This article by Nick Morrison originally appeared in Forbes on 11/30/16, but for some reason is almost impossible to access now. I reproduce here below the cached version; if there are legal repercussions, I’ll face them when the time comes.
By The Time They Start School, For Some Children It’s Already Too Late
Almost one in three children have already fallen behind by the time they start school, according to new figures.
And among the most disadvantaged children almost half failed to reach a good level of development.
The figures have been denounced as “shocking” by a global children’s charity, which warns that those who start behind are unlikely to ever catch up with their peers and that by the time they start school, it’s already too late.
The data, released by the U.K.’s Department for Education, shows that 31.7% of under 5s in England are not reaching “a good level of development.” The analysis measures achievement across 17 indicators, including listening and paying attention, speaking, reading, using numbers and using their imagination.
Girls do better than boys. While just 23% of girls are failing to reach the target, 38% of boys are falling short. Girls outperform boys on all 17 indicators.
But it is in the area of relative disadvantage that the most glaring differences arise.
While 67% of all pupils reach the expected standard in all 17 indicators, among the most disadvantaged children, those who are eligible for free school meals, only 52% do so.
That means almost half of children from poorer backgrounds are already considerably behind their peers by the time they start school.
Poor white children are the worst performing major ethnic group, with 50% meeting expected goals. Poor white boys are worse still: just 41% reach expected goals. This is in line with other data that shows disadvantaged white students – and particularly boys – lagging behind their peers throughout their school careers.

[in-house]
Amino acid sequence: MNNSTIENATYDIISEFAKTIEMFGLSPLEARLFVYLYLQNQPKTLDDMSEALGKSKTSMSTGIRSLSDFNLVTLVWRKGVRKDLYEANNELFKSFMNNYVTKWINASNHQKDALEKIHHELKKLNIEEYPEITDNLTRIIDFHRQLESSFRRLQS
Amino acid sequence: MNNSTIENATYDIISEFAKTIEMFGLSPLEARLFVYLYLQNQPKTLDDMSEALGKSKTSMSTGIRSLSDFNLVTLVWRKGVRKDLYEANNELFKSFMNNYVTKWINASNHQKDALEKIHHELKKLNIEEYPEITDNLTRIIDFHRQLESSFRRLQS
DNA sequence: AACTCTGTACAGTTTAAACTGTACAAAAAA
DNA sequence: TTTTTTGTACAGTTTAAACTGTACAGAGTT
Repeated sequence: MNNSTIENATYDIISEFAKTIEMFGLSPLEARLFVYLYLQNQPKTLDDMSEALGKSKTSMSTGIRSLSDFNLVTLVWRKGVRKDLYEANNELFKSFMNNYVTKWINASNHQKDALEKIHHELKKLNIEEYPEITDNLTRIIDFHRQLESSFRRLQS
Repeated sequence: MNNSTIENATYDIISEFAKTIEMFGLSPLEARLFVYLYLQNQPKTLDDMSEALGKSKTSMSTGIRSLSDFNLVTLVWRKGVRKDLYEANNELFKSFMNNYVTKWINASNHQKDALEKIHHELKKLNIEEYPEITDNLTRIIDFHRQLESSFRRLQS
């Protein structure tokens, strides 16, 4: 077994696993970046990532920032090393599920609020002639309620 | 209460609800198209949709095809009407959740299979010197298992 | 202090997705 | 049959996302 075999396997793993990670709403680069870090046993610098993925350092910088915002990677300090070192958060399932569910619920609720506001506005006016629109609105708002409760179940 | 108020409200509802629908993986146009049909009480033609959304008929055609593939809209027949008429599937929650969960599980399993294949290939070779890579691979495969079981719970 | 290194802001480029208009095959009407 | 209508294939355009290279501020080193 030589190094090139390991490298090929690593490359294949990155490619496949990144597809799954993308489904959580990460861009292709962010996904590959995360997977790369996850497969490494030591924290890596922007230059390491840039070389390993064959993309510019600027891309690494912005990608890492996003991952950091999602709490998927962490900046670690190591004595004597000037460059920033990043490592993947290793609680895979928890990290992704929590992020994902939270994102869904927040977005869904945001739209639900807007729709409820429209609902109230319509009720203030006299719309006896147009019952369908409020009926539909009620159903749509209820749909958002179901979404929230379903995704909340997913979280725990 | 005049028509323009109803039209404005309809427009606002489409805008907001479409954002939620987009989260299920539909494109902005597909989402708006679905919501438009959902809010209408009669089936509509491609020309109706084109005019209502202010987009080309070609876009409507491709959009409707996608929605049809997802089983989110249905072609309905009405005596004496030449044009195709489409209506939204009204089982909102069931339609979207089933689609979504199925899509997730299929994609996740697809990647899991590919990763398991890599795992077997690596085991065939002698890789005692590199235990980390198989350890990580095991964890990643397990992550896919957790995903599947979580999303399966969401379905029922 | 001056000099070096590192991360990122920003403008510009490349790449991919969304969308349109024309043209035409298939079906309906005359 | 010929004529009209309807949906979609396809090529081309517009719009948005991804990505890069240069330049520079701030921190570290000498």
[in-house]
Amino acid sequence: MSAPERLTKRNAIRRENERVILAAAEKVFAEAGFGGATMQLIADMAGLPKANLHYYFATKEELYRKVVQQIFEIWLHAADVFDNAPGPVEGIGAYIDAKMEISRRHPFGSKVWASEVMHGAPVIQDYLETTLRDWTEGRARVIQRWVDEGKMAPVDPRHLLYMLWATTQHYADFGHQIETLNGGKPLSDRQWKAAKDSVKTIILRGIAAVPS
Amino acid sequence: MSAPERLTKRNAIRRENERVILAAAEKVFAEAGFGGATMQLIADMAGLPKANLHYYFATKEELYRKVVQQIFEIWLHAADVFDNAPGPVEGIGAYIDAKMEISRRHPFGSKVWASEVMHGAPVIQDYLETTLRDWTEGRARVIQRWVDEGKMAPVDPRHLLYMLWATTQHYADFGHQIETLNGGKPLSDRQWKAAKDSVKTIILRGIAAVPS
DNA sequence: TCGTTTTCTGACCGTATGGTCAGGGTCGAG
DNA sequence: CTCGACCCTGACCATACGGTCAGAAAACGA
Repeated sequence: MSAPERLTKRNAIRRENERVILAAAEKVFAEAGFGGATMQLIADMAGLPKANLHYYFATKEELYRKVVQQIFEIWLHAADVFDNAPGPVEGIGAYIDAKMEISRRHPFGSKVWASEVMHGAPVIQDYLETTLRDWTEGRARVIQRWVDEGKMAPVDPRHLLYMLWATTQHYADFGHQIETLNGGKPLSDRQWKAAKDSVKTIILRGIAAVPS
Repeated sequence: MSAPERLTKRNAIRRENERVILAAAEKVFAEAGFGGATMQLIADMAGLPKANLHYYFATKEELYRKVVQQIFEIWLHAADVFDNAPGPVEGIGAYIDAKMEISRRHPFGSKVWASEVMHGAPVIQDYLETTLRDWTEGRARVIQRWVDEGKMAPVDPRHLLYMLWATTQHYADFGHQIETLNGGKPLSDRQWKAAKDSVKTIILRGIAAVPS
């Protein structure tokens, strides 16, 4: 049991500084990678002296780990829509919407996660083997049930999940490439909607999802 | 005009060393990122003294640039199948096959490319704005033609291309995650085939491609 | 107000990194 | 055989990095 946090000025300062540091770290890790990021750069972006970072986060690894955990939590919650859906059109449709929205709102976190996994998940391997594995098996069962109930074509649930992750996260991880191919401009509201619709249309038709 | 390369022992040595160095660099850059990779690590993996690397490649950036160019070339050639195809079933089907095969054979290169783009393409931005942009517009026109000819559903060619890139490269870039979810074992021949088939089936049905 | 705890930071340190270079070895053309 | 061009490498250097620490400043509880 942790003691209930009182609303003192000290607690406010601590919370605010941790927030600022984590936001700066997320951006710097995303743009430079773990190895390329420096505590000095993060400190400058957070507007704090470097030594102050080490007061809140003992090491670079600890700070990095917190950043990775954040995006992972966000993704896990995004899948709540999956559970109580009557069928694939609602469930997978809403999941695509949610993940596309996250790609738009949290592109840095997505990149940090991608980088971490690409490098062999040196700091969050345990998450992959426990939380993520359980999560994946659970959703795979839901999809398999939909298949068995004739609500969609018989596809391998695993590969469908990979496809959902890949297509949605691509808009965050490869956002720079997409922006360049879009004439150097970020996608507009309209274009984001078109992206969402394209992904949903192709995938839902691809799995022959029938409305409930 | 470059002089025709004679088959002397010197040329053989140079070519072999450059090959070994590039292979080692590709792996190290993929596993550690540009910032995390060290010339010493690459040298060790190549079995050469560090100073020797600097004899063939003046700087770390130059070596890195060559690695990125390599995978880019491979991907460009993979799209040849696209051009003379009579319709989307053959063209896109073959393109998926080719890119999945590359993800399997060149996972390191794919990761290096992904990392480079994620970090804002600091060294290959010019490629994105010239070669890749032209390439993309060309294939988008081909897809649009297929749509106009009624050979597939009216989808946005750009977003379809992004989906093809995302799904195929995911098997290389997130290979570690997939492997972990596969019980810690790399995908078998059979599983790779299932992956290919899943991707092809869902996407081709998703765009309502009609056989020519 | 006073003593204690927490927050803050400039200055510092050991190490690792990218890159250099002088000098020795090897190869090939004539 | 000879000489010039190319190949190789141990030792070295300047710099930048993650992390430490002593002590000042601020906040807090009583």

Global charity Save the Children said the figures showed that some children were being denied a fair start in life.
“It’s shocking that in this day and age, so many children in England – particularly the poorest – are at greater risk of falling behind by the time they reach school,” said Kevin Watkins, the charity’s chief executive.
“We know that children who start behind are more likely to stay behind throughout their lives, with huge implications for the rest of their schooling, their jobs, and even their future relationships.
“We are robbing children of opportunity and denying them a fair start in life. Every child – no matter what their background – deserves the chance to reach their full potential.”
He called for greater investment to tackle a chronic shortage of early years’ teachers.
But despite the importance of the early years of education, too many schools focus resources in later years, when children undergo national tests.
While this is understandable given the weight attached to tests and the impact it can have on a school leader’s career, by this stage it is often too late.
Earlier this year I visited an award-winning primary school that can boast some of the best test results in the country, despite drawing its students from one of the most deprived areas.
According to the school principal, the secret of their success was no mystery. It was heavy and sustained investment in the early years, when children are able to make most progress.
Although many children at this school started well behind their peers, by the time they were aged seven they had caught up. As a result, the school did not need to spend money on expensive interventions with older children, but instead had the confidence that their early investment would pay off when it came to test results.
It is that kind of commitment that is needed to ensure that even when children start school at a disadvantage, it doesn’t have to be too late.
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